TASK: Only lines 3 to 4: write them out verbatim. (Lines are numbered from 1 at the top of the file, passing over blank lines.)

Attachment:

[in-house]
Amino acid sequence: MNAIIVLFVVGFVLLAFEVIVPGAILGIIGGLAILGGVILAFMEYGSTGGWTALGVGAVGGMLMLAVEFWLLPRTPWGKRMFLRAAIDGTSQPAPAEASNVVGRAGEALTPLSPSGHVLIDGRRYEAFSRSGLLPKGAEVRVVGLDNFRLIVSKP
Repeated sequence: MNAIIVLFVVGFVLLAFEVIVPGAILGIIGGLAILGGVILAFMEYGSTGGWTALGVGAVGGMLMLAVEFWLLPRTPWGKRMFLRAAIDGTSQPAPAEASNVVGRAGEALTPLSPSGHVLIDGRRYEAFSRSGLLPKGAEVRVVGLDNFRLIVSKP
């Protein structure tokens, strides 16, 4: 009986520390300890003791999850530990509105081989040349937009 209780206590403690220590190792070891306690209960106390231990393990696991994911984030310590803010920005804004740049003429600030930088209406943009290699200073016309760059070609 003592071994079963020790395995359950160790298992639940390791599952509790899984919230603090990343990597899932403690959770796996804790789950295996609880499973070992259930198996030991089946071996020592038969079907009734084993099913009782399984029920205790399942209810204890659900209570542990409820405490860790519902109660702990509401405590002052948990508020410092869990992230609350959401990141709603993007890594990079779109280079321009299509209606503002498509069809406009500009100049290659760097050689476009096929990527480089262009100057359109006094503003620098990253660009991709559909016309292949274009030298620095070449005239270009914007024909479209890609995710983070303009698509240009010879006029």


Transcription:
Repeated sequence: MNAIIVLFVVGFVLLAFEVIVPGAILGIIGGLAILGGVILAFMEYGSTGGWTALGVGAVGGMLMLAVEFWLLPRTPWGKRMFLRAAIDGTSQPAPAEASNVVGRAGEALTPLSPSGHVLIDGRRYEAFSRSGLLPKGAEVRVVGLDNFRLIVSKP
């Protein structure tokens, strides 16, 4: 009986520390300890003791999850530990509105081989040349937009 209780206590403690220590190792070891306690209960106390231990393990696991994911984030310590803010920005804004740049003429600030930088209406943009290699200073016309760059070609 003592071994079963020790395995359950160790298992639940390791599952509790899984919230603090990343990597899932403690959770796996804790789950295996609880499973070992259930198996030991089946071996020592038969079907009734084993099913009782399984029920205790399942209810204890659900209570542990409820405490860790519902109660702990509401405590002052948990508020410092869990992230609350959401990141709603993007890594990079779109280079321009299509209606503002498509069809406009500009100049290659760097050689476009096929990527480089262009100057359109006094503003620098990253660009991709559909016309292949274009030298620095070449005239270009914007024909479209890609995710983070303009698509240009010879006029």